This was the first time that the Demokratikus Koalíció ran in an election. Their candidate was Zsolt Czuczor, who received 41 votes (4.49%), about the same percentage that DK can garner among eligible voters nationally. In addition, there was another independent candidate, Miklós Szilágyi, who received 4.31% of the votes. I have no idea where he stands politically.

If we add up the votes for the left opposition parties, together they could easily have defeated the Fidesz candidate.  If we add up the right-wing votes (Fidesz, the “independent” and Jobbik), however, we come up with a staggering 52.91%.

One can safely say that voter inertia is substantial and that neither Fidesz nor MSZP can manage to get their voters out. At the by-elections on May 13 only 19.82% of the eligible voters showed up. This time it was about the same (20.73%). At the first by-election of the year (April 22) the Fidesz candidate won by only 26 votes and if LMP had joined forces with MSZP, they could have defeated Fidesz’s Gábor Takács. The same was true about the May 13 by-election. And yesterday, a DK-MSZP coalition could have prevailed.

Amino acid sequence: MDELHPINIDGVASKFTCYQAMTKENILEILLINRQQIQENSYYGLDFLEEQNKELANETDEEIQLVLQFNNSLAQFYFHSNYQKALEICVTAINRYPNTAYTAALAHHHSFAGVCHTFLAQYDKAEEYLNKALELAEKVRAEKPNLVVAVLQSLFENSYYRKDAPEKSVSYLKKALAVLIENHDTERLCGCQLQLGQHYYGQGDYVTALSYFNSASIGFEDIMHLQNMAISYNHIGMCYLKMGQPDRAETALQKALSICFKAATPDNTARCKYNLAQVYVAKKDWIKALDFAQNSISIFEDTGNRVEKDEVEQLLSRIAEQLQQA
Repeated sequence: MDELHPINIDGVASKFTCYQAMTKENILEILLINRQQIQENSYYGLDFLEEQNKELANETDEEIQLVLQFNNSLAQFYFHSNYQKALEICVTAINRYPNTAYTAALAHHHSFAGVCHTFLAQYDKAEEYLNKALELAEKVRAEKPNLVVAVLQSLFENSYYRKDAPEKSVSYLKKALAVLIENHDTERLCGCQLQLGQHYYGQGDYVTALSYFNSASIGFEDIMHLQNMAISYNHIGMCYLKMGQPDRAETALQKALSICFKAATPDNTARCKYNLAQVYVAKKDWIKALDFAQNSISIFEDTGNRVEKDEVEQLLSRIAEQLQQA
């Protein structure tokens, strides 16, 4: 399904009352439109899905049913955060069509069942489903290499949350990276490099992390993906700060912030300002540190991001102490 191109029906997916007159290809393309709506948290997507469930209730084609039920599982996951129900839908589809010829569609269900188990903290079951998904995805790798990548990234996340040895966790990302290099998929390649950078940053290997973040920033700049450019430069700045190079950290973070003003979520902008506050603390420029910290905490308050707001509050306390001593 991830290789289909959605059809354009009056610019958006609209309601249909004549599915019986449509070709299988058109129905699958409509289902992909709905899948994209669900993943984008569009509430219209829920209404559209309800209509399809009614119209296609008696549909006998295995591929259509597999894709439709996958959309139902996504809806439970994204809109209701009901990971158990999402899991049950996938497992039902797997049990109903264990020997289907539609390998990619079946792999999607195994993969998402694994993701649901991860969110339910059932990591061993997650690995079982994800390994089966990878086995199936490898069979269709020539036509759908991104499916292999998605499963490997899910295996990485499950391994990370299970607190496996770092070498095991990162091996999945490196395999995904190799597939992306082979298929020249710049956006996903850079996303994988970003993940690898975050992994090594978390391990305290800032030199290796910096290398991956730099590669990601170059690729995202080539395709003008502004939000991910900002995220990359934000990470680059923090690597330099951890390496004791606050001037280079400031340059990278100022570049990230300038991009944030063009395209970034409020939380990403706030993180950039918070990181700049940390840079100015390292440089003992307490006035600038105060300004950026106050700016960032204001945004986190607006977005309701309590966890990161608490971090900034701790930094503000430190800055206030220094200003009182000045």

Journalists naturally brought up the point during the press conference that DK’s Ágnes Vadai gave today. Vadai’s answer was that “the goal of DK is to achieve co-operation, but the chairman of MSZP didn’t ask DK to withdraw. In fact, he announced that ‘we can be victorious alone.’”